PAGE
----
Whether you’re looking to save up for a car, house or that holiday you’ve been wanting to go on, the saving up part of the equation might seem the most daunting but take our word for it – nothing is too hard!
Picture yourself boarding that plane for your dream destination, not a care in the world, ready for your best holiday ever! Now with that image in mind let’s get you where you need to be.
The first piece of advice I’m going to give you is print out a picture of what you want from that $10k and put it up somewhere you can see everyday – whether that’s the shower screen or the cork board in your office.
Now bear with me, it might seem tacky at first but psychologically having this kind of visual in your mind allows you to grasp those abstract aspirations or intentions and turn them into more concrete plans and goals. Give it a try!
Now onto some steps you can take to save that mula within the year:
Step 1) Inform – Know Where You’re at to Plan For Where You Want to Be
Before you build a budget, have a good idea of where you’re spending your hard-earned money.
‘Track your spending’ is no longer code for hours agonising over spreadsheets and manually entering in each and every purchase and expense. Apps like Frollo do all the work for you.
Do you know how much you earn and how much you have left over at the end of the month?
Whether you’re spending more or less than what you think you are, you can’t move forward without knowing the facts.
The easiest way to do this is setup a budget in Frollo. We’ve made it very easy by building on the “buckets” or “envelopes” budgeting method – except our app does the hard work for you! Read more how it works here.
Step 2) Insights – Gain an Understanding of Your Current Spending Habits
Check in with your finances frequently to identify problem purchases or binge spending. Alternatively, use Frollo to flag them for you.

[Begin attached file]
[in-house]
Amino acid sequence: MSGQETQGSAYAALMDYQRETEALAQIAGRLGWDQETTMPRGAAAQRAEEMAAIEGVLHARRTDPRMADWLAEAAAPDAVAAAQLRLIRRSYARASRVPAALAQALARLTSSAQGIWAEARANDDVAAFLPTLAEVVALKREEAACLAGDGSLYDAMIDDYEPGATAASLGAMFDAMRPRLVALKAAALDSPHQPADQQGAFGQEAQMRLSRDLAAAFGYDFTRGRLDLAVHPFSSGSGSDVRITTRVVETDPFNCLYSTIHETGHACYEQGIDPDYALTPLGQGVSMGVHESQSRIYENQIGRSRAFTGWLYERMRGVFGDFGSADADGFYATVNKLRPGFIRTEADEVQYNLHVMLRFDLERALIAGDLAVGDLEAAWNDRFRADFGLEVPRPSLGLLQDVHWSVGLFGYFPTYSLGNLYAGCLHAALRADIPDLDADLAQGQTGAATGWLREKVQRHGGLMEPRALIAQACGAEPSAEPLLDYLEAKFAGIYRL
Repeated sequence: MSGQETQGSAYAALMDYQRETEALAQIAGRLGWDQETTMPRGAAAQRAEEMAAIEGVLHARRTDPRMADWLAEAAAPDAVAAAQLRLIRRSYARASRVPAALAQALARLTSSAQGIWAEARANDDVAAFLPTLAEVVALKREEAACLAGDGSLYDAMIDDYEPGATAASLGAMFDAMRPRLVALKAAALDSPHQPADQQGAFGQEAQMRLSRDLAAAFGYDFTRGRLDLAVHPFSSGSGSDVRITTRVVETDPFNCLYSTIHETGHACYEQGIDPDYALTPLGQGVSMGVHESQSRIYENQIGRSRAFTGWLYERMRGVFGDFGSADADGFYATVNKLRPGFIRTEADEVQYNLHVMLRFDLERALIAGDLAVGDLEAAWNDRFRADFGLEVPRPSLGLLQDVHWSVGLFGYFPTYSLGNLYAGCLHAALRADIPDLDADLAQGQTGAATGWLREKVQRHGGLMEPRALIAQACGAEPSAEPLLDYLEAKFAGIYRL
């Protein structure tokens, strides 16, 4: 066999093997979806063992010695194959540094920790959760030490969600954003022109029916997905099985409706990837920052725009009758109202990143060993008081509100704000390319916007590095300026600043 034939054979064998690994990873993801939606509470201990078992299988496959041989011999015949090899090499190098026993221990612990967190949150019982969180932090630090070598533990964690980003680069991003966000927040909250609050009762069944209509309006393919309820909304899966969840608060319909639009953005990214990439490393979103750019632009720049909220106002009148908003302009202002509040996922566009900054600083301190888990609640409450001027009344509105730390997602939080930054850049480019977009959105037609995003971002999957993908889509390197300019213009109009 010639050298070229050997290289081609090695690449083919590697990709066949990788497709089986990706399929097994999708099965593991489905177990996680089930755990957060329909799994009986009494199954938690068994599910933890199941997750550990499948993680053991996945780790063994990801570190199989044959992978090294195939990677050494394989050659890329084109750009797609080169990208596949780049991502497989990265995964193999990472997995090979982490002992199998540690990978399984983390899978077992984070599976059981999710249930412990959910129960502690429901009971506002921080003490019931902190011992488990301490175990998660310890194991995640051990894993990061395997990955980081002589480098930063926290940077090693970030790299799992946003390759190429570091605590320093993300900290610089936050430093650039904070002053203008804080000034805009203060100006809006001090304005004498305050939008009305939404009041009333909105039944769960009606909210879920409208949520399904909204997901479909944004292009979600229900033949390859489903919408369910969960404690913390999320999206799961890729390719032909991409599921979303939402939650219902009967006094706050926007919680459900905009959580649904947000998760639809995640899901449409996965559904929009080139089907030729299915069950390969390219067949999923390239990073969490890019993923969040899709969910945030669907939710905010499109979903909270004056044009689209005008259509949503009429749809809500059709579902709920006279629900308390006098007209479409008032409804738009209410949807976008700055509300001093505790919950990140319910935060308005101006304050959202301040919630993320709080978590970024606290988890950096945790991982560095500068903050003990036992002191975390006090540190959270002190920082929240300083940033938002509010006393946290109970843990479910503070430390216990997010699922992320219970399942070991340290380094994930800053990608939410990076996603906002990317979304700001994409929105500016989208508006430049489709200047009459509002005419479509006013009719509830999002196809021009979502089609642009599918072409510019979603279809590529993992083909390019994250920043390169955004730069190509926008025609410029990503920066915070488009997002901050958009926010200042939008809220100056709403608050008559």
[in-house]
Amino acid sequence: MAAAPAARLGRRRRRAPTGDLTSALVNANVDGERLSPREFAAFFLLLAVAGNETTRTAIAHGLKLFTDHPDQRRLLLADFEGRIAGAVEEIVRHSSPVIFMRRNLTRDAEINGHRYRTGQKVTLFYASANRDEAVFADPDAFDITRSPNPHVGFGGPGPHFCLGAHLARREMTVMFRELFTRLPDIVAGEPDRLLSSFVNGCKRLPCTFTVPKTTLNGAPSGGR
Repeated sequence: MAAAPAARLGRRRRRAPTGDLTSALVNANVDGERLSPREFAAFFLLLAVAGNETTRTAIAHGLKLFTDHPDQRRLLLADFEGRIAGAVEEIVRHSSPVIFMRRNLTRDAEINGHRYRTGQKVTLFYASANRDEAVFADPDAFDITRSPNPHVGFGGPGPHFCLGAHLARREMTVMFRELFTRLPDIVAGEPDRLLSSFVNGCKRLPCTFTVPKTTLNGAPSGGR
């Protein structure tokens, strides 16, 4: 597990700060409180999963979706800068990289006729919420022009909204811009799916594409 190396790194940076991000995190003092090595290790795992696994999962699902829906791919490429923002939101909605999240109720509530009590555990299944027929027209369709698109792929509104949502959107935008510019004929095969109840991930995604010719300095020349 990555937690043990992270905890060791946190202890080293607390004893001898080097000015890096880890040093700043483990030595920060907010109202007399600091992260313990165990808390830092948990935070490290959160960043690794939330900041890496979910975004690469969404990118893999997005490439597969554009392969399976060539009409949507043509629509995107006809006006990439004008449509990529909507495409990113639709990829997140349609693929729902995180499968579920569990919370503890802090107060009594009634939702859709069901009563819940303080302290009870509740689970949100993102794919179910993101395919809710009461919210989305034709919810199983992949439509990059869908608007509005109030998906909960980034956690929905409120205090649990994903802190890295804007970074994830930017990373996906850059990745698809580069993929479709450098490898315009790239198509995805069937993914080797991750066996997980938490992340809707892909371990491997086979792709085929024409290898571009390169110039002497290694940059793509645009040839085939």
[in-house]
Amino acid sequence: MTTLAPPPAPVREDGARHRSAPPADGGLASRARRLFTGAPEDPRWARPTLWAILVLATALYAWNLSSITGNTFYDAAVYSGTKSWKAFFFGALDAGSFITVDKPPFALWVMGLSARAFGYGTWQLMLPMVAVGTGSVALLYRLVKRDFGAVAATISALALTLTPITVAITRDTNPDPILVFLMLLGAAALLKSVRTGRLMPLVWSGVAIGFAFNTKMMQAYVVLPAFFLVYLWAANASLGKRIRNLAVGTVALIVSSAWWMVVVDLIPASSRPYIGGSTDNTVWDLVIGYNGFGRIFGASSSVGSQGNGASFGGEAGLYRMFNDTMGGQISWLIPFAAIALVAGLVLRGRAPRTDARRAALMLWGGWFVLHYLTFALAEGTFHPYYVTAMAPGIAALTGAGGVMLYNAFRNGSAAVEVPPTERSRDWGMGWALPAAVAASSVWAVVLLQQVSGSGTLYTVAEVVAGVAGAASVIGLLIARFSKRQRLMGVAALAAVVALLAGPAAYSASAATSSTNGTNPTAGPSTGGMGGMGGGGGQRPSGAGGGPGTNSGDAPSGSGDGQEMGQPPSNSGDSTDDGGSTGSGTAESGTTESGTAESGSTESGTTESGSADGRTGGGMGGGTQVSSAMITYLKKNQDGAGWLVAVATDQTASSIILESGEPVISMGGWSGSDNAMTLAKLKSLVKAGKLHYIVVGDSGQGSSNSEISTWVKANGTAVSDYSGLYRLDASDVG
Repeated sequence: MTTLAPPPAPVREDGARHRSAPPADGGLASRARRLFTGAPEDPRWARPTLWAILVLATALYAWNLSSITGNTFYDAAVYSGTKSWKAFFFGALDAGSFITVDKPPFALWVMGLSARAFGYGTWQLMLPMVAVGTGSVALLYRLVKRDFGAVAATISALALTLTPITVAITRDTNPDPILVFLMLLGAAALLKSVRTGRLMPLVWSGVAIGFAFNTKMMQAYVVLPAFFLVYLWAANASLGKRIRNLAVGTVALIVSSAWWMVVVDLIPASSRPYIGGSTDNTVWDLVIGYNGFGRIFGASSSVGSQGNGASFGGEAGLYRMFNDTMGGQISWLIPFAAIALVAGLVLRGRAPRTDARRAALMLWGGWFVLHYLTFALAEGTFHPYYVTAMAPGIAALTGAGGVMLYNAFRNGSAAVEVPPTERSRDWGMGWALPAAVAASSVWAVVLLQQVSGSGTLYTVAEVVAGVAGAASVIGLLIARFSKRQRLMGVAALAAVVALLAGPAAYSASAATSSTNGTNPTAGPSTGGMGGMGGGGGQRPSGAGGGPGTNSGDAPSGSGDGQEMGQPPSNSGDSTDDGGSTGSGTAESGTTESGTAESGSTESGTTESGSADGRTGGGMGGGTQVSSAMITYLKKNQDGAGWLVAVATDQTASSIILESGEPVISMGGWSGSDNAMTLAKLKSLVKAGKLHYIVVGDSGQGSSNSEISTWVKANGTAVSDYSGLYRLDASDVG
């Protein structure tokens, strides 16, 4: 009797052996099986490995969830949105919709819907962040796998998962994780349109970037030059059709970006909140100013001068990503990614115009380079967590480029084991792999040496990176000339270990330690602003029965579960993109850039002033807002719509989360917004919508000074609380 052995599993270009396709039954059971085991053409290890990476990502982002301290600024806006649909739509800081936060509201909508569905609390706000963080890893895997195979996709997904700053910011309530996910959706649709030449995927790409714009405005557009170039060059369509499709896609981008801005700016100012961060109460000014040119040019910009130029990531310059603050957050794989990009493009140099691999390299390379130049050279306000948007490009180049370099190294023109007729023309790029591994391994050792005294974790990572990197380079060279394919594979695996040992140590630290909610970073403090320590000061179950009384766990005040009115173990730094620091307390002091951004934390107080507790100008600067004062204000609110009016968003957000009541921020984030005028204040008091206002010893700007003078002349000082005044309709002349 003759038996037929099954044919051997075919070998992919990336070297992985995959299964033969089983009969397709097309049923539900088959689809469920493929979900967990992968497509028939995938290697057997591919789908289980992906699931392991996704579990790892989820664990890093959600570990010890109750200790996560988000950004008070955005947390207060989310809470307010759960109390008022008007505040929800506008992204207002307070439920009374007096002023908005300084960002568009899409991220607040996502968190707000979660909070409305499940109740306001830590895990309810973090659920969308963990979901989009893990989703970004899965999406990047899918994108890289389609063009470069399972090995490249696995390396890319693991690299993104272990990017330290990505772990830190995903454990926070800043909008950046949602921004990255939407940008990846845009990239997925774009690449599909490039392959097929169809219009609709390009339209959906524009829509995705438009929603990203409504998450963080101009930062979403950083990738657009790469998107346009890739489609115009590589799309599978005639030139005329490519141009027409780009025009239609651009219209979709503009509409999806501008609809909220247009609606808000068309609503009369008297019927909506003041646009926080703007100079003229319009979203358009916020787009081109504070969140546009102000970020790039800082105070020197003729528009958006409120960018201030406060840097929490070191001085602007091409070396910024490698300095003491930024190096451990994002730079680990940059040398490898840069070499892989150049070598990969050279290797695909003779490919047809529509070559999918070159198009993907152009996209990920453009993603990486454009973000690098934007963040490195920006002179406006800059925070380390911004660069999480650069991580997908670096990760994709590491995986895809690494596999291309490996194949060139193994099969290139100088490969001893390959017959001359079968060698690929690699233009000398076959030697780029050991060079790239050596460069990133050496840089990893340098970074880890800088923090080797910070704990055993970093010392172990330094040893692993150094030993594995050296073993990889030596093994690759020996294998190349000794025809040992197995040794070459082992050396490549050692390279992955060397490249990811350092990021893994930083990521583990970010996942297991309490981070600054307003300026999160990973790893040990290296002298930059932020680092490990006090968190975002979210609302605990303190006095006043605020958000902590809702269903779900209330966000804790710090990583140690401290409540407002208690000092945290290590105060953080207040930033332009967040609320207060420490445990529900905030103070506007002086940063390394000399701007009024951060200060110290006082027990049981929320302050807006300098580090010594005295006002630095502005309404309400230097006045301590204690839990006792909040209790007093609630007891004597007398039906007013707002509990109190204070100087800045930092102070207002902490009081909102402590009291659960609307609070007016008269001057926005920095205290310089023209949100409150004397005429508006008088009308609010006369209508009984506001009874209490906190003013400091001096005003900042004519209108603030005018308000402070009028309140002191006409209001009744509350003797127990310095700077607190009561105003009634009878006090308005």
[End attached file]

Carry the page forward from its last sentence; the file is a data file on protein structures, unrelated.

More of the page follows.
As you use the app over time, Frollo learns your habits and helps you curb problematic spending by identifying opportunities to save money based on your history and comparing it to others in the Frollo community.
Some examples of our community using savings goals include:
- The have dinner at home challenge is our most successful. Users have saved over $200k this year. Learn from their success – if you have one meal at home a week instead of at a restaurant, you could save $1,500 a year. The success rate for this challenge is currently standing around 65-70%.
- That said, 8 out of 10 of our most successful users participate in multiple challenges at once including cutting back on transport, using their cars less, reducing the usage of taxis or ubers. Average savings for our users is around $55 a month for the Bus vs Uber challenge.
- Use less cash and take advantage of apps that help you track your spending. It’s harder to spot the leaks in your spending if you’re always pulling out $100 a week in cash. Out of that withdrawal, not knowing where $20 went a week equals $1,000 a year unaccounted for.
Which costs make up the majority of your weekly, monthly, and annual expenses? Take a deeper dive into finding out what these are.